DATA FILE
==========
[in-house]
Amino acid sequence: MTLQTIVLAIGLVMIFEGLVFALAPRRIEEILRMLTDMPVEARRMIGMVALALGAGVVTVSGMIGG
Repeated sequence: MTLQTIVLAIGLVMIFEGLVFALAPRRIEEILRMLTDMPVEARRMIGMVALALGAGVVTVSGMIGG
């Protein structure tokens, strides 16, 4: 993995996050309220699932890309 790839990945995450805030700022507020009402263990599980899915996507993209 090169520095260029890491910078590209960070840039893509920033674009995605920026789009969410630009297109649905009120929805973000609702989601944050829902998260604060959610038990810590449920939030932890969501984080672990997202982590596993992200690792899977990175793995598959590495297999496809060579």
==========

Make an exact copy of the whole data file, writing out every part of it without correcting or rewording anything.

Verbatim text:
[in-house]
Amino acid sequence: MTLQTIVLAIGLVMIFEGLVFALAPRRIEEILRMLTDMPVEARRMIGMVALALGAGVVTVSGMIGG
Repeated sequence: MTLQTIVLAIGLVMIFEGLVFALAPRRIEEILRMLTDMPVEARRMIGMVALALGAGVVTVSGMIGG
């Protein structure tokens, strides 16, 4: 993995996050309220699932890309 790839990945995450805030700022507020009402263990599980899915996507993209 090169520095260029890491910078590209960070840039893509920033674009995605920026789009969410630009297109649905009120929805973000609702989601944050829902998260604060959610038990810590449920939030932890969501984080672990997202982590596993992200690792899977990175793995598959590495297999496809060579």